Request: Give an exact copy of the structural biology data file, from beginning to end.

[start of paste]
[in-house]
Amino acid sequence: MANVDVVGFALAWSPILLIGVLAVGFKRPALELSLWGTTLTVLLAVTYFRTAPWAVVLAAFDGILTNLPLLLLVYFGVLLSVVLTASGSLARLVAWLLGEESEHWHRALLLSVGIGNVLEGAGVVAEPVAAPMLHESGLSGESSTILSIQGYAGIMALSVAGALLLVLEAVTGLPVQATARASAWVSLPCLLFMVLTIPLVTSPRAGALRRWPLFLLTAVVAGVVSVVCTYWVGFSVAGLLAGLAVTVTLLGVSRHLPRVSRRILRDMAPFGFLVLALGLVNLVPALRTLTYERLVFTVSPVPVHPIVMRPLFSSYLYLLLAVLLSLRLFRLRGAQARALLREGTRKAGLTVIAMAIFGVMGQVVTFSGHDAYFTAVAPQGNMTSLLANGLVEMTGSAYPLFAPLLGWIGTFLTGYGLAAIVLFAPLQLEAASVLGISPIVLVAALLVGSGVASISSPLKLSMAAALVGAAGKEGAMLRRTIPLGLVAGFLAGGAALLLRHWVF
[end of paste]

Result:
[in-house]
Amino acid sequence: MANVDVVGFALAWSPILLIGVLAVGFKRPALELSLWGTTLTVLLAVTYFRTAPWAVVLAAFDGILTNLPLLLLVYFGVLLSVVLTASGSLARLVAWLLGEESEHWHRALLLSVGIGNVLEGAGVVAEPVAAPMLHESGLSGESSTILSIQGYAGIMALSVAGALLLVLEAVTGLPVQATARASAWVSLPCLLFMVLTIPLVTSPRAGALRRWPLFLLTAVVAGVVSVVCTYWVGFSVAGLLAGLAVTVTLLGVSRHLPRVSRRILRDMAPFGFLVLALGLVNLVPALRTLTYERLVFTVSPVPVHPIVMRPLFSSYLYLLLAVLLSLRLFRLRGAQARALLREGTRKAGLTVIAMAIFGVMGQVVTFSGHDAYFTAVAPQGNMTSLLANGLVEMTGSAYPLFAPLLGWIGTFLTGYGLAAIVLFAPLQLEAASVLGISPIVLVAALLVGSGVASISSPLKLSMAAALVGAAGKEGAMLRRTIPLGLVAGFLAGGAALLLRHWVF